Instead of parenting race, let’s focus on raising happy children
I recently attended a parenting workshop that got me thinking about our incessant efforts to become better parents. But in this age of nuclear families, who do we turn to for parenting advice? The parenting coaches bring to the workshop the current parenting scenario — they use humour to facilitate a discussion on the parenting choices we make. They share with us anecdotes, discuss various scenarios and give us insights. You can indeed relate to many of the scenarios they discuss.
The parenting journey can sometimes be draining. We all have had our moments in the parenting journey where we have felt clueless and wondered if we were indeed doing the right thing. And that is when these workshops come in handy, like an energy booster. Frankly, I am not sure what gets my energy up more— the speaker or the revelations made by participating parents that are informative and give you the comfort of knowing that you are not alone in trying to navigate the parenting landscape.
So I thought I would use this week’s column to highlight a few of my own observations on parenting:
1. You are an adult now but what does that mean? It probably means you have the freedom to do many things You can step out of the house whenever you want. Any amount of TV is okay. There is nobody to lecture you when you swear. But hold on, everything comes under scrutiny and moderation, once again. And this time, it’s by the little minions you brought into this world. The big plus is that you get to be a kid all over again and the downside is that you lose some of the privileges of the adult life. We get reintroduced to our childhood comic characters, are forced to take time out to enjoy blowing bubbles and learn to enjoy a few other things that probably never figured in our list of interests ever before. How many of you find yourself navigating the Lego minefield spread across the floor of every room or dodging the Nerf Gun bullets every so often?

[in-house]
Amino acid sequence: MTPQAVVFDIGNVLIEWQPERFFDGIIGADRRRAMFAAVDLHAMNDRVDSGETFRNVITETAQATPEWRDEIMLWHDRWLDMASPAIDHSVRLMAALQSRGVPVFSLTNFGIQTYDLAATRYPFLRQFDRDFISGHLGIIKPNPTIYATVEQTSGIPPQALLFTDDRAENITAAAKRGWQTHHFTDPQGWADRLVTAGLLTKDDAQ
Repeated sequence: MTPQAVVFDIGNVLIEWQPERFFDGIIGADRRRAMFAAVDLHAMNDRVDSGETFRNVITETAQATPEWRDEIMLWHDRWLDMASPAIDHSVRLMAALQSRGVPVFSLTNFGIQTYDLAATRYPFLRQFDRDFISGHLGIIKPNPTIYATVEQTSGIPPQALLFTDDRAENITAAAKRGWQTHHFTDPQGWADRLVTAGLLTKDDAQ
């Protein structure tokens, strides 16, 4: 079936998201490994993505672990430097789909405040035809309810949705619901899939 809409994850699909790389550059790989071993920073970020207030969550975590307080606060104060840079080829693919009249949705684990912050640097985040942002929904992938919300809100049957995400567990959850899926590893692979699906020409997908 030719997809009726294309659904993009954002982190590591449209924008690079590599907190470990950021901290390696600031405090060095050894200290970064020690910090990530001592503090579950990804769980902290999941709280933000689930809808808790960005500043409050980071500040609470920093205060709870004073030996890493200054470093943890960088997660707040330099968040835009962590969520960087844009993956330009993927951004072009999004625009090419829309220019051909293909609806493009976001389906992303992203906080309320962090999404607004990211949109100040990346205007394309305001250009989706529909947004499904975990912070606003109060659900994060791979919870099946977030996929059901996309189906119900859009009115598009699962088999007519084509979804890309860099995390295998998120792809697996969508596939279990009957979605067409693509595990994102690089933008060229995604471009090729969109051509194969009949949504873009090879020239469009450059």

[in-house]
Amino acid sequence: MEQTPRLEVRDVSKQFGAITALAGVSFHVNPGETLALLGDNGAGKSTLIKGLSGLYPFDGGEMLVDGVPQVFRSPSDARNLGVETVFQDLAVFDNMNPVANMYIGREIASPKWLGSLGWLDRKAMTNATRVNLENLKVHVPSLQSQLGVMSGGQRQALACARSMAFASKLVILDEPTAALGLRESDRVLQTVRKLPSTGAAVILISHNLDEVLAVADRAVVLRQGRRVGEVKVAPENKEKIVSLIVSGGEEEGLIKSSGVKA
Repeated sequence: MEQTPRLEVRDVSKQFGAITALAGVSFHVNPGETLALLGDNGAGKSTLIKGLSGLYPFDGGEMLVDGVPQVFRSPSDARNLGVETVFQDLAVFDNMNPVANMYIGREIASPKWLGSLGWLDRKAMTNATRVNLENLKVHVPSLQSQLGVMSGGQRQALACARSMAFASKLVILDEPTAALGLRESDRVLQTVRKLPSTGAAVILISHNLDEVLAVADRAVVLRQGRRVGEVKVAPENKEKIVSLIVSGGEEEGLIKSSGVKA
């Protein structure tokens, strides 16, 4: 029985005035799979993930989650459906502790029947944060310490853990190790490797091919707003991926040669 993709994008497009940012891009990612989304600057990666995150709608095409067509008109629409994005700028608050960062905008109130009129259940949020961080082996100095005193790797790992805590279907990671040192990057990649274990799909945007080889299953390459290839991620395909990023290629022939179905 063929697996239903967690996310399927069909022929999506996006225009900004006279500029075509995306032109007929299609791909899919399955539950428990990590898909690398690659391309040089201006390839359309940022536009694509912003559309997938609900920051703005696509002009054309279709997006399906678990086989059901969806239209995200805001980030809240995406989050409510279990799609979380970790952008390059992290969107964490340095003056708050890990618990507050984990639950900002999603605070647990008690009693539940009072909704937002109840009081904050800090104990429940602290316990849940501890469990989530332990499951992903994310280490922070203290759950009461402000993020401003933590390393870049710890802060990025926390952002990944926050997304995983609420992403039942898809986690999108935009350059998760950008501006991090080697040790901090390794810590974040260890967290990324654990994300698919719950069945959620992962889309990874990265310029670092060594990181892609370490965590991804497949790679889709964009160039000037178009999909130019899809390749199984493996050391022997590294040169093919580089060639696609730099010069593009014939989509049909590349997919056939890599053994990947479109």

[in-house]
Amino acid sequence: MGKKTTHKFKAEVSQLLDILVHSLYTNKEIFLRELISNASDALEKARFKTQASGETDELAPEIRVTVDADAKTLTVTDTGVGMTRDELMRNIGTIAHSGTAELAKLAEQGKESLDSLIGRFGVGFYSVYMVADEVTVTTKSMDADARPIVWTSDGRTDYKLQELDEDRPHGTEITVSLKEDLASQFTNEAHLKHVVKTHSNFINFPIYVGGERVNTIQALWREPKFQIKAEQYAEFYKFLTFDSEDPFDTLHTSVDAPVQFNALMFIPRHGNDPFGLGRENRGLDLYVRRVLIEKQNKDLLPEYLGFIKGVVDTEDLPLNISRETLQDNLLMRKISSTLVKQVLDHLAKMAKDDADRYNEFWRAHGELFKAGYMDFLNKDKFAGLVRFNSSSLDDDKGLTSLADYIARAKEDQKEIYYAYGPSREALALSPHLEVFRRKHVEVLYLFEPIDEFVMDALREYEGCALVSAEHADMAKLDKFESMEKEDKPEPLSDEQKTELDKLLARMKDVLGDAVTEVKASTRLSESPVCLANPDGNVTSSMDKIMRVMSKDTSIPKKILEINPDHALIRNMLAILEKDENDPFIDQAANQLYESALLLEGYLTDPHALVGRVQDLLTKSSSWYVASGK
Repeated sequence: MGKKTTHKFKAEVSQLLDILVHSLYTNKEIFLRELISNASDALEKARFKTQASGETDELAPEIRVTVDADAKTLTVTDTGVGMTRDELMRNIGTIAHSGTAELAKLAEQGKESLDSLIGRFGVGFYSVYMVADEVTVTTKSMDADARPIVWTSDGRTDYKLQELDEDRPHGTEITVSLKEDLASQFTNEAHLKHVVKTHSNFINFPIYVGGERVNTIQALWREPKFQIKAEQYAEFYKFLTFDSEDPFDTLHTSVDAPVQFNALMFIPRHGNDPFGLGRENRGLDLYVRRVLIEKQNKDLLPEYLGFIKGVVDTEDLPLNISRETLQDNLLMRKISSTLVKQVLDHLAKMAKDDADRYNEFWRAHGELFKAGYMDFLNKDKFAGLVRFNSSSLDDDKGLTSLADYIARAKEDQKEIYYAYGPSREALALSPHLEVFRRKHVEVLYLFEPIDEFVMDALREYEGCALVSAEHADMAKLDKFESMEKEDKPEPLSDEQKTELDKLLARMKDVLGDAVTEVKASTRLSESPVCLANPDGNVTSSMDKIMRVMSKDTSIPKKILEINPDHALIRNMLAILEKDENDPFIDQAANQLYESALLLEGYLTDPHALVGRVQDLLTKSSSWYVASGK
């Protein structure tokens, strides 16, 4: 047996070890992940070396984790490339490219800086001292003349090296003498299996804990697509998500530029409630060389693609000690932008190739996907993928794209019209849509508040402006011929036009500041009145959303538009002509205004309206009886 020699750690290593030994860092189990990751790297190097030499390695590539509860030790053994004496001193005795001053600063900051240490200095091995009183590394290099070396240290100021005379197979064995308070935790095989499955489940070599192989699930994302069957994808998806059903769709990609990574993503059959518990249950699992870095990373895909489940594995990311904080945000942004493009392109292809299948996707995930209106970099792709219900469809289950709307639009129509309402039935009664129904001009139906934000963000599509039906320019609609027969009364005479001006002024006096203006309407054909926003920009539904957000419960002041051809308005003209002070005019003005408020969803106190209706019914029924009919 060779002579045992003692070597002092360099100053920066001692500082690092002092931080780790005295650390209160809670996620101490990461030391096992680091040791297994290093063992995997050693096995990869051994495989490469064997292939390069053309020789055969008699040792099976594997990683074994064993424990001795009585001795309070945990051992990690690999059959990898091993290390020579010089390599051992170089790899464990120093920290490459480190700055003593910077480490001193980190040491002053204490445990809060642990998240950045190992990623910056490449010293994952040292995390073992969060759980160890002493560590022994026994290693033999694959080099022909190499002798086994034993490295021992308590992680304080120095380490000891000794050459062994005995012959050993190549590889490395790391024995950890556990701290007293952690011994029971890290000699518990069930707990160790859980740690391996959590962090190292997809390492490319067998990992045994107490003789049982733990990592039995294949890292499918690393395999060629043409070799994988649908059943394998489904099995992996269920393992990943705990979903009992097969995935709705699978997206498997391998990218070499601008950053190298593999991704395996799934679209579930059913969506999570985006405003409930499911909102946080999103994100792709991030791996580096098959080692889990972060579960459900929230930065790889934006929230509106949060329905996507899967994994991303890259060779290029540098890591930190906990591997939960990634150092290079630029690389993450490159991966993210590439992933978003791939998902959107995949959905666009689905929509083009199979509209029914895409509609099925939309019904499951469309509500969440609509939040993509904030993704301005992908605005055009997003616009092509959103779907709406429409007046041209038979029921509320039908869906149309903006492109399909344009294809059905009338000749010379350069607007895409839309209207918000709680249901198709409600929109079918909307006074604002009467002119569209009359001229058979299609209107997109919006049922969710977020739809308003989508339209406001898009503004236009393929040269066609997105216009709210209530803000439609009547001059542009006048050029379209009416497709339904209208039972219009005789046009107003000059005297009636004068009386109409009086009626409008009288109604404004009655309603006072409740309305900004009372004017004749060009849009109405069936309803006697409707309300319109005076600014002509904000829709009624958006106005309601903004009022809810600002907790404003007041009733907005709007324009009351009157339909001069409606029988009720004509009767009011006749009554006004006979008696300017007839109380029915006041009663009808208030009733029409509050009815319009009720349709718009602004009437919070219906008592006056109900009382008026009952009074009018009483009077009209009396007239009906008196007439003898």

2. We all agree there are fun times and fewer fun times in the parenting journey. Whenever you feel pushed into a corner by the little minion or you are at your wit’s end, the two things that will definitely come to your aid are humour and creativity. One of the moms mentioned how she and her child write down consequences (the more acceptable word for punishment) on small chits of paper and fill a fishbowl with them. Whenever the child breaks a house rule, she has to take out a chit and do what is mentioned on the sheet. Another friend shared how she got her teenager to eat some of the normal Indian food by giving a twist to the recipe and renaming it with some fancy names.
3. If you think parenting is just about teaching kids, think again. It’s a two-way learning process and there is a lot for us to learn too. The minions are highly perceptive and have a thing or two more to teach us. Their observations and logical reasoning can sometimes take you by surprise and teach us how to observe life in an entirely new and refreshing manner.
4. It is okay to make mistakes. Gandhiji once said, “Freedom is not worth having if it does not include the freedom to make mistakes.” The parenting expert mentioned this and urged parents to allow kids to make their mistakes and learn their lessons. And I found it very relevant for the parents as well. We as parents, especially in this age of information overload, are trying to do various things to become the ‘perfect’ parents. We sometimes forget to be more forgiving – forgiving to ourselves too. The focus should be on happiness – the happiness of the child and that of yours.
When we recently interviewed Boman Irani, he said, “Raising kids should entail helping or supporting them to pursue what makes them happy, and not make parenting about making or shaping careers”.
Instead of trying to win the parenting race, let’s all focus on raising healthy, happy, caring, well-rounded children who have great values and the confidence to proudly be who they are. And if we can do that, we will have a strong relationship with our children based on love, mutual respect and trust — the only award that matters in the end.
(An advocate of women’s rights, Neela Kaushik started a Facebook community called Gurgaon Moms to create a local support network for mothers in the city. Today, it has more than 25,000 members)